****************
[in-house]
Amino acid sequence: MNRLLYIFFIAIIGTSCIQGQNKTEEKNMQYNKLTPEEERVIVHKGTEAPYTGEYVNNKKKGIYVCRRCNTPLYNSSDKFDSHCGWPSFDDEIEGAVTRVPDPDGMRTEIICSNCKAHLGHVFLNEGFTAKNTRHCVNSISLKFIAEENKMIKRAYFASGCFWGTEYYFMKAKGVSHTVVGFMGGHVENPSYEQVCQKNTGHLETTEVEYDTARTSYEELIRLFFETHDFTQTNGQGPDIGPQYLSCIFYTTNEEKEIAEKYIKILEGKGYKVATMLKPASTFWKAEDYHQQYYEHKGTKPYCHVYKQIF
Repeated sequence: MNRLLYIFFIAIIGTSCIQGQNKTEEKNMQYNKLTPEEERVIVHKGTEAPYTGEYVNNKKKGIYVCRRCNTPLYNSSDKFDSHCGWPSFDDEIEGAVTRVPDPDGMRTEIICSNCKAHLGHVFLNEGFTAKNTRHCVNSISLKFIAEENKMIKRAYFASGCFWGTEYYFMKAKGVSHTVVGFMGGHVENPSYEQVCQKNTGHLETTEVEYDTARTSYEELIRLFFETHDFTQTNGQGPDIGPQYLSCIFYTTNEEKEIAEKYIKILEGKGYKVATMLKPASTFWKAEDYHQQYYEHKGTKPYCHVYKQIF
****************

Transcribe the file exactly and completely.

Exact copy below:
[in-house]
Amino acid sequence: MNRLLYIFFIAIIGTSCIQGQNKTEEKNMQYNKLTPEEERVIVHKGTEAPYTGEYVNNKKKGIYVCRRCNTPLYNSSDKFDSHCGWPSFDDEIEGAVTRVPDPDGMRTEIICSNCKAHLGHVFLNEGFTAKNTRHCVNSISLKFIAEENKMIKRAYFASGCFWGTEYYFMKAKGVSHTVVGFMGGHVENPSYEQVCQKNTGHLETTEVEYDTARTSYEELIRLFFETHDFTQTNGQGPDIGPQYLSCIFYTTNEEKEIAEKYIKILEGKGYKVATMLKPASTFWKAEDYHQQYYEHKGTKPYCHVYKQIF
Repeated sequence: MNRLLYIFFIAIIGTSCIQGQNKTEEKNMQYNKLTPEEERVIVHKGTEAPYTGEYVNNKKKGIYVCRRCNTPLYNSSDKFDSHCGWPSFDDEIEGAVTRVPDPDGMRTEIICSNCKAHLGHVFLNEGFTAKNTRHCVNSISLKFIAEENKMIKRAYFASGCFWGTEYYFMKAKGVSHTVVGFMGGHVENPSYEQVCQKNTGHLETTEVEYDTARTSYEELIRLFFETHDFTQTNGQGPDIGPQYLSCIFYTTNEEKEIAEKYIKILEGKGYKVATMLKPASTFWKAEDYHQQYYEHKGTKPYCHVYKQIF